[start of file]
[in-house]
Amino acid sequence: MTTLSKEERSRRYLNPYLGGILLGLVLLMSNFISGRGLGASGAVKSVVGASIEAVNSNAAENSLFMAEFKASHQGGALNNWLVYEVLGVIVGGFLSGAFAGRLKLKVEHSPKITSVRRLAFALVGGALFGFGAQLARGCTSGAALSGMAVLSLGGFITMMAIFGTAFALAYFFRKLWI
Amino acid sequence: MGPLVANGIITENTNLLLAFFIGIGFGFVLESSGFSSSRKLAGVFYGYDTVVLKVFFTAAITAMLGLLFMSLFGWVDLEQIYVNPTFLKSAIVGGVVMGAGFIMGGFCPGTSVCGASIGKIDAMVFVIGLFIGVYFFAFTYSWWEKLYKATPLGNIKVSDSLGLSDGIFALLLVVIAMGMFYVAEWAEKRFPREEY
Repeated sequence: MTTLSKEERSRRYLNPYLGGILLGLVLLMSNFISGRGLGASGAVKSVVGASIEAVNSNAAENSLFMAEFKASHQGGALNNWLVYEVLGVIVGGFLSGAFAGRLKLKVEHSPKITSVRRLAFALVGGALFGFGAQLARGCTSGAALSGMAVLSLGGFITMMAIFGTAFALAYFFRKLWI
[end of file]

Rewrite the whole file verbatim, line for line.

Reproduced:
[in-house]
Amino acid sequence: MTTLSKEERSRRYLNPYLGGILLGLVLLMSNFISGRGLGASGAVKSVVGASIEAVNSNAAENSLFMAEFKASHQGGALNNWLVYEVLGVIVGGFLSGAFAGRLKLKVEHSPKITSVRRLAFALVGGALFGFGAQLARGCTSGAALSGMAVLSLGGFITMMAIFGTAFALAYFFRKLWI
Amino acid sequence: MGPLVANGIITENTNLLLAFFIGIGFGFVLESSGFSSSRKLAGVFYGYDTVVLKVFFTAAITAMLGLLFMSLFGWVDLEQIYVNPTFLKSAIVGGVVMGAGFIMGGFCPGTSVCGASIGKIDAMVFVIGLFIGVYFFAFTYSWWEKLYKATPLGNIKVSDSLGLSDGIFALLLVVIAMGMFYVAEWAEKRFPREEY
Repeated sequence: MTTLSKEERSRRYLNPYLGGILLGLVLLMSNFISGRGLGASGAVKSVVGASIEAVNSNAAENSLFMAEFKASHQGGALNNWLVYEVLGVIVGGFLSGAFAGRLKLKVEHSPKITSVRRLAFALVGGALFGFGAQLARGCTSGAALSGMAVLSLGGFITMMAIFGTAFALAYFFRKLWI